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88 posts in Centennial

Centennial Story 68: Ivonne Ortiz (MS, 2002; PhD, 2007)

Ivonne reading while on a tagging research cruise to the Aluetians in 2003

My 20-year relationship with SAFS started back when it was still SOF (School of Fisheries), and I was still in Mexico City. One of the co-advisors for my BS in Biology, and later supervisor at the National Fisheries Institute, was Pablo Arenas. A SAFS PhD graduate himself (1988), he was, at the time, organizing a hands-on workshop to be taught by Carl Walters and Ray Hilborn in Mérida, in English. Plans changed a couple of hours into the workshop when the need arose for an impromptu translator, and thus, I translated for, and mingled with, Carl and Ray for the next five days… Encouraged by Pablo, and advised by Ray, I arrived in Seattle for the first time, having been rejected by QERM (as predicted by Ray), accepted by SOF, funded by the Mexican government, and neglected to look up what the typical weather was like.

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Centennial Story 67: Christopher Kenaley (PhD, 2011)

Chris out on the water

As I reflect on my time at SAFS, I consider it the most rewarding and influential time in my career. Ted, my committee members, SAFS faculty, and the other students were a singular group of mentors who supported my iterations through one new project after another. As a professor and mentor to students in my own lab now, I encourage students to take a similarly unconstrained approach and seek the mentorship of a diverse group of folks with different areas of expertise.

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Centennial Story 66: Craig Kastelle (BS, 1982; MS, 1991)

Craig preparing an otolith for radiocarbon analysis

The trajectory of my career was set by a class field trip on a small trawler where we went fishing on Puget Sound. We extracted otoliths from some of the catch and tried to determine the age of the fish. It was impossibly difficult, and I vowed that, “I would never work with otoliths again.” About one year later, after working as a hydroacoustic technician on the Columbia River and an observer on a small Japanese stern trawler, I got a job reading otoliths at the then Northwest and Alaska Fisheries Science Center in the Age and Growth Program. My supervisor at the time, George Hirschhorn, cautioned me to “never say never.” Now, after more than three decades, I am still working with otoliths.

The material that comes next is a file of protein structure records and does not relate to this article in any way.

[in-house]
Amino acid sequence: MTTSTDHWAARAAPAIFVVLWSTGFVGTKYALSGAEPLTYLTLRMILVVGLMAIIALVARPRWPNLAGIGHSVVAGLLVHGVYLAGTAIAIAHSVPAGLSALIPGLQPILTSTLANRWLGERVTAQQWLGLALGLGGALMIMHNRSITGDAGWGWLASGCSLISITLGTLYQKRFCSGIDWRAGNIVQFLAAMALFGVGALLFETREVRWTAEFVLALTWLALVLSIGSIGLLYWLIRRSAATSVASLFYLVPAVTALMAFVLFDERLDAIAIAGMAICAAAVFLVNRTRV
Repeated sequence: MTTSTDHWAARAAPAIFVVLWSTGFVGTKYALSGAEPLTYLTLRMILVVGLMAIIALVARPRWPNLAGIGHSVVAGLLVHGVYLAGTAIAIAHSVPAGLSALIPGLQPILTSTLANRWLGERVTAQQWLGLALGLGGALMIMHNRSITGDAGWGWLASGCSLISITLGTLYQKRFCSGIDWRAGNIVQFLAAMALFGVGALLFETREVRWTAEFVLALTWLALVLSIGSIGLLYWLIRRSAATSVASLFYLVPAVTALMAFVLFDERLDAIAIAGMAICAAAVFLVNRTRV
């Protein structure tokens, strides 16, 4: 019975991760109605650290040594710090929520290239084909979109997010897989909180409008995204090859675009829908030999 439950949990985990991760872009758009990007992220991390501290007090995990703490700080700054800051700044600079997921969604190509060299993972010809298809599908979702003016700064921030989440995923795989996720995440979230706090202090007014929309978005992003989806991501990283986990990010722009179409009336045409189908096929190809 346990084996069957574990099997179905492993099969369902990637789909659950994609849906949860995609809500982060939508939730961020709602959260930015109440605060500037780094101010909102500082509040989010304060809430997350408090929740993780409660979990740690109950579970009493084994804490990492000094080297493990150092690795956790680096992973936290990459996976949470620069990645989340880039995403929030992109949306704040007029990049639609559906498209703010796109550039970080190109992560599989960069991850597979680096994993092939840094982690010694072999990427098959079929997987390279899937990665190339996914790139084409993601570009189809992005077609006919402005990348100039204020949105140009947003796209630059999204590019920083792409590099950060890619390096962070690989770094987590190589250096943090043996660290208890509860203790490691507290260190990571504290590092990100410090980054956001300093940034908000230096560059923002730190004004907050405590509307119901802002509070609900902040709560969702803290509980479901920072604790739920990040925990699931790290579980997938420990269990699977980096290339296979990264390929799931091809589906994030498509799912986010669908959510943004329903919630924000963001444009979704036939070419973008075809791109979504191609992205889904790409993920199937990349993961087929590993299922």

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Centennial Story 64: Charles R. (Bob) Hitz 1957 – 1960 (BS Zoology, 1958)

Bob aboard the ship John N. Cobb

I arrived at the UW College of Fisheries in 1957 after an inadvertent break in my education, courtesy of Uncle Sam. The Korean draft had finally caught up with me after three years of study at Washington State College (WSC) in Pullman.  Following my tour of duty, I returned to WSC, finished my 4th year, but was still a few credits shy of my BS in Zoology.  That summer, I married my fiancée and moved to Seattle, enrolling in the UW in order to finish my degree, and hopefully attend dental school.

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Centennial Story 63: Don Weitkamp (MS, 1971; PhD, 1977): An Accidental Graduate Student

Ken Chew (MS, 1958; PhD, 1963; faculty) and Don Weitkamp, with field trip results

After graduating from WSU and enrolling at UW, my first task as a graduate student was to assist Ken Chew in setting up several oyster and mussel field stations to investigate shellfish diseases. I did find getting paid to conduct research while taking numerous interesting classes really stimulated my interest in graduate school. Ken introduced me to the questionable pleasure of consuming Olympic oysters fresh in the field. Although I love most shellfish, I never developed a fondness for raw oysters, although they are not too bad when consumed with a good Scotch.

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Centennial Story 62: Ian J. Stewart (MS, 2001; PhD, 2006)

Ian on the NMFS West Coast Bottom Trawl Survey

I’m from a small island off the coast of Maine and was never in doubt that I would work in fisheries in some way during my career. However, I did not have a well-organized plan, and my path to the University of Washington began by following my wife to Washington state after our graduation from Dartmouth College. I spent several years working a variety of “odd jobs,” from trapping flying squirrels to electrofishing the small streams of the Olympic Peninsula before realizing I needed to pursue graduate school.

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Centennial Story 59: Allan Hicks (PhD, 2013)

Allan Hicks with a 200+ pound Pacific halibut caught during the International Pacific Halibut Commission’s fishery-independent setline survey in 2018.

I grew up fishing in the Rocky Mountains of Canada and off the coast of central California. It was when I was a dockworker and unloading fishing boats in Port San Luis, California that I realized I wanted to become more involved with the assessment and management of fisheries.

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